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Monday, 25-Jun-2007 10:40 Email | Share | Bookmark
The Legend of Nessie (Loch Ness Monster) of Loch Ness, Scotland

 
 
 
 
 
 
 
 
 
 
 
 
 
 
 
 
 
 
 
 
 



The Loch Ness Monster, also reffered to as "Nessie", is a creature or group of creatures said to live in Loch Ness, a deep freshwater lake (known in Scotland as a loch) near the city of Inverness. Nessie is generally considered a lake monster. Along with Bigfoot and Yeti, Nessie is perhaps the best-known mystery in cryptozoology. "Nessie" was born by a journalist in a newspaper article in 1933 after the first modern sighting of a monster in loch ness was reported. The oldest sighting on record dates back to AD 565 when St Columba was said to have seen a large monster in the water. Since the first newspaper report thousands of sightings have been reported on the loch and on land, many report the long neck and head emerging from the loch, others see moving shapes and objects on the loch surface or a large beast crossing the road in front of them.


Urquhart Castle

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Description of Nessie

Plesiosaurs, by Heinrich Harder, 1916.The most common eyewitness description of Nessie, is that of a plesiosaur, a long-necked aquatic reptile that became extinct during the Cretaceous-Tertiary extinction event. Supporters of the plesiosaur theory cite the survival of a fish called the coelacanth, which supposedly went extinct along with the plesiosaur but was rediscovered off the coast of Madagascar in 1938.



On the other hand, mainstream science does offer plausible reasons why such an animal could not exist in Loch Ness. Apart from its apparent extinction, the plesiosaur was probably a cold-blooded reptile requiring warm tropical waters, while the average temperature of Loch Ness is only about 5.5°C (42°F). Even if the plesiosaurs were warm-blooded, they would require a food supply beyond that of Loch Ness to maintain the level of activity necessary for warm-blooded animals.



Moreover, there is no substantive evidence in the bone structure of fossilised plesiosaurs that indicate sonar capability (similar to that possessed by dolphins and whales). Such a system would be necessary in the loch, as visibility is limited to less than 15 feet due to a high peat concentration in the loch. Consequently, sunlight does not deeply penetrate the water, limiting the amount of photosynthetic algae, thereby reducing the number of plankton and fish in the food chain. Fossil evidence indicates plesiosaurs were sight hunters; it is unlikely that the loch's peat-stained water would allow such animals to hunt the limited food supply at sufficient levels.



Picture not taken from Loch Ness, but does this prove that Plesiosaurs still living in this era?
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One of the most iconic images of Nessie is known as the 'Surgeon's Photograph' which many consider to be good evidence of the monster, although doubts about the photograph's authenticity were expressed from the beginning. The image was revealed as a hoax in the 1990s. The photographer, a gynecologist named Robert Kenneth Wilson, never claimed it to be a picture of the monster. He merely claimed to have photographed "something in the water". The photo is often cropped to make the monster seem huge, while the original uncropped shot shows the other end of the loch and the monster in the centre . The ripples on the photo fit the size and circular pattern of small ripples as opposed to large waves when photographed up close.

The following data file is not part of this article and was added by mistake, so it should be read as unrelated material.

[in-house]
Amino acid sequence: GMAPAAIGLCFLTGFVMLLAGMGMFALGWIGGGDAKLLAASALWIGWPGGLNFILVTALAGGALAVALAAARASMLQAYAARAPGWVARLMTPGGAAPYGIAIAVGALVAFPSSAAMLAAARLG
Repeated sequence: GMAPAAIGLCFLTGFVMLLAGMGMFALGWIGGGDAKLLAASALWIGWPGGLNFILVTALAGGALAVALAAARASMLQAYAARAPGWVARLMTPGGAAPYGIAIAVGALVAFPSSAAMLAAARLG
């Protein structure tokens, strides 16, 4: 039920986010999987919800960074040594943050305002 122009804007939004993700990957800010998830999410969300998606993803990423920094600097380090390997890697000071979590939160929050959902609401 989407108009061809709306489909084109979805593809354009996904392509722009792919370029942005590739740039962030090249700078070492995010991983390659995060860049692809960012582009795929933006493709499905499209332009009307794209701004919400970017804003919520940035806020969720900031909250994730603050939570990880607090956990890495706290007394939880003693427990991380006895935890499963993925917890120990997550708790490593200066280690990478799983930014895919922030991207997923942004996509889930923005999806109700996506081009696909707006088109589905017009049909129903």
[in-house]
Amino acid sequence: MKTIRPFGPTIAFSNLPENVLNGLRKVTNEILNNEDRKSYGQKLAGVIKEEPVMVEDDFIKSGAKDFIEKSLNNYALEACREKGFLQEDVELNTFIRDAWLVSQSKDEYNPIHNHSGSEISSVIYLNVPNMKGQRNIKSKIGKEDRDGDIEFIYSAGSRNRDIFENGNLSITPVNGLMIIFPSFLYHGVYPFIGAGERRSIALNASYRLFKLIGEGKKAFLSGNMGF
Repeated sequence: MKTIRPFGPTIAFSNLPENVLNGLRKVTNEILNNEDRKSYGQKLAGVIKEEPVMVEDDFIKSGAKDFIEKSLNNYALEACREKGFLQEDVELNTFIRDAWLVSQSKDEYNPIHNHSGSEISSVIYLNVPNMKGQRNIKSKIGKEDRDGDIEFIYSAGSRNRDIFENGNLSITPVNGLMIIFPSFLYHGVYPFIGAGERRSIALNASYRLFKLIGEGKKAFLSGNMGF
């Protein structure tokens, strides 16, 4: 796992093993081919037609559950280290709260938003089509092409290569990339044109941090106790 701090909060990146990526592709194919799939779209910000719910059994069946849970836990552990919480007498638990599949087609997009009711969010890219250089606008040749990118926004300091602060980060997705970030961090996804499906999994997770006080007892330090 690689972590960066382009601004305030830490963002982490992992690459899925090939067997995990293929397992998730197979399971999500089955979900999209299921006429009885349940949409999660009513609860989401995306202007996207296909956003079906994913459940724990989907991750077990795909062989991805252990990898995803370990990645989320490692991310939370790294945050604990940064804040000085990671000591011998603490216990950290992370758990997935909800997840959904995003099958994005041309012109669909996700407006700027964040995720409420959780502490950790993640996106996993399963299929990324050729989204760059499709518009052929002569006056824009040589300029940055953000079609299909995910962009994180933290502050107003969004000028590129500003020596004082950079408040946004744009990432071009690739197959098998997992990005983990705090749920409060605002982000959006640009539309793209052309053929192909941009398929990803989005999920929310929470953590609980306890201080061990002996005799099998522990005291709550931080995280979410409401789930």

In 1975 the biggest breakthrough for Dr. Rines (President of the Academy of Applied Science, Boston, Massechusetts) and his team came when a set of close-up underwater photographs were taken which when released in December of that year caused a worldwide sensation. The pictures which show the head and body of one of the creatures in remarkable detail, were taken with the Edgerton strobe camera during the expedition the previous June.



Raytheon sonar set up by Dr. Rines and crew detected in its sound beam the presence of large moving objects from which shoals of fish were taking evasive action. It tracked one object as it passed about 20ft from the underwater camera, which was at a depth of 45ft and was set to flash every 15 seconds. The picture obtained, although indistinct due to the murkiness of the water, show the offside hind quarter, flipper and part of the tail of a large animal with a rough textured skin of a greeny-brown colour. Experts estimated the flipper to be from 6 to 8 ft in length. The New England Aquarium stated that the flipper-like structure certainly did not appear to resemble the structure of any known mammilian creature.



This photo, taken in 1972, seems to show the Loch Ness Monster moving toward the right with its hump protruding well above the surface and its mouth open.

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Other captured images of Loch Ness Monster...


For this reason, many Nessie fans suggest she's a dinosaur that's somehow still alive.



Picture of flipper and part of the tail of a Nessie captured by Dr. Rines and his crew (fined image).


Pictured by Finn Olav and Rune during their visit to Loch Ness in their sailing around the world project in 2000.















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